Microsoft has confirmed today the previous reports suggesting that Windows 10X wasn’t coming this year, if at all. In the blog post announcing the public rollout of Windows 10 version 21H1, John Cable, Vice President, Program Management, Windows Servicing and Delivery, explained that Microsoft has been listening to customer feedback in recent months and realized that it made more sense to integrate Windows 10X features in the regular Windows 10 OS.
"Following a year-long exploration and engaging in conversations with customers, we realized that the technology of Windows 10X could be useful in more ways and serve more customers than we originally imagined. We concluded that the 10X technology shouldn’t just be confined to a subset of customers,” Cable explained.
Windows 10X was originally designed as a new lightweight version of Windows 10 optimized for dual-screen devices like the Surface Neo prototype Microsoft showed in October 2019. Last year, the company announced a shift in strategy with Windows 10X now targeting single-screen devices for the Enterprise and Education markets, but the company has apparently given up on trying to compete with Chromebooks.
The good news is that all the work that Microsoft did on Windows 10X, including the container technology allowing apps to run more securely will live on in the regular Windows 10 OS. Some of the design ideas we've seen in Windows 10X will also be applied to Windows 10, and we've already seen glimpses of these visual changes in recent Insider builds. Microsoft has yet to officially confirm it, but the 21H2 update coming later this year is expected to introduce a big design update codenamed "Sun Valley."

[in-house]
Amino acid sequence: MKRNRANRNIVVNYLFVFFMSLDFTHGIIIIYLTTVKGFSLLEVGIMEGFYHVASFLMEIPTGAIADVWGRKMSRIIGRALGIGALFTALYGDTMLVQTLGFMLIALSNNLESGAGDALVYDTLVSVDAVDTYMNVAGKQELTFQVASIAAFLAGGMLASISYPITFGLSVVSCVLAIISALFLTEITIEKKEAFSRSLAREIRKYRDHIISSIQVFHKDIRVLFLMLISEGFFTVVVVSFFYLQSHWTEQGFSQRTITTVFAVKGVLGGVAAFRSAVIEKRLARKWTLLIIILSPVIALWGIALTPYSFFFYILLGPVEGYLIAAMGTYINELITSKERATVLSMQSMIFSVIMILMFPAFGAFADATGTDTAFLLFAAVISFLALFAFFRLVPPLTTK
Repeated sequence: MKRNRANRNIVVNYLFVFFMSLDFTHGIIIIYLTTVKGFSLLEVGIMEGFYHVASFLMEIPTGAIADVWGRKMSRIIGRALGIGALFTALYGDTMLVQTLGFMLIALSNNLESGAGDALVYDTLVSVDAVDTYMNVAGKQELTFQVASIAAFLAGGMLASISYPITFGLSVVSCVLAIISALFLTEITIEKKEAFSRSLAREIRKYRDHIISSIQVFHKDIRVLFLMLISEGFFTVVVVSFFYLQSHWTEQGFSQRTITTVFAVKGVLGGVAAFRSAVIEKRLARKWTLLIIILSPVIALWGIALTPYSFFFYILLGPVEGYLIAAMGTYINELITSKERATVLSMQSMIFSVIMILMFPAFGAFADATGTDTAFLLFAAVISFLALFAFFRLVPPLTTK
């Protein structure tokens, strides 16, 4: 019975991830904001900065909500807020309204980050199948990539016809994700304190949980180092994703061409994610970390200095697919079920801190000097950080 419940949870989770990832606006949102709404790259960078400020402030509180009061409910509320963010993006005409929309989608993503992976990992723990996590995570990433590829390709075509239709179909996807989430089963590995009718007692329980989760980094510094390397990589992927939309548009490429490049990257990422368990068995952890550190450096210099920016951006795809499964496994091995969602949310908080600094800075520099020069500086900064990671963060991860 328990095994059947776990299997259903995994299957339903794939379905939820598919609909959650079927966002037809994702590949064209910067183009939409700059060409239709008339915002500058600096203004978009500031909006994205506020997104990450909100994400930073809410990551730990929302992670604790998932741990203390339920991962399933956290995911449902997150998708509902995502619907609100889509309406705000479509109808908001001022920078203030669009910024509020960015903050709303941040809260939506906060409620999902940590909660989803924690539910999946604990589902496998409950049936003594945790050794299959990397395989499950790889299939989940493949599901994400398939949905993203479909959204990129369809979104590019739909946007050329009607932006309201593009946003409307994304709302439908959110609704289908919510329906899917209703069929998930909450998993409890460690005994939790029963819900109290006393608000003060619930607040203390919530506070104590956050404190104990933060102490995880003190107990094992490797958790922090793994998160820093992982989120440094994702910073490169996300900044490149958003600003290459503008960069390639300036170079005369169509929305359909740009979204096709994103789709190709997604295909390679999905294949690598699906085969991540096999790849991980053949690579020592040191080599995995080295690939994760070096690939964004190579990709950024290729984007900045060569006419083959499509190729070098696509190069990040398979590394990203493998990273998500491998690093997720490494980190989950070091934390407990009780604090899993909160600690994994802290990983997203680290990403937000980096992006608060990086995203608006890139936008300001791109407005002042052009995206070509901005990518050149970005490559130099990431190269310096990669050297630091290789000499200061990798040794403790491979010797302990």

"Instead of bringing a product called Windows 10X to market in 2021 like we originally intended, we are leveraging learnings from our journey thus far and accelerating the integration of key foundational 10X technology into other parts of Windows and products at the company. In fact, some of this is already reflected in the core of Windows in Windows Insider preview builds, for example the new app container technology we’re integrating into products like Microsoft Defender Application Guard, an enhanced Voice Typing experience, and a modernized touch keyboard with optimized key sizing, sounds, colors and animations. Our teams continue to invest in areas where the 10X technology will help meet our customer needs as well as evaluate technology experiences both in software and hardware that will be useful to our customers in the future", Cable wrote today.
All in all, Microsoft probably made the right call about not shipping Windows 10X on new devices this year. The company failed to get PC manufacturers on board with Windows RT in the past decade, and recent experiments to lock down Windows 10 such as Windows 10 in S Mode didn't really have great results. As Cable emphasized today, it's important for Microsoft to focus on what customers want, which is a better Windows 10 OS with useful features and a more coherent design. Windows 10X may have looked like an unnecessary distraction, but it's nice to know that all the work Microsoft did on the OS won't go to waste.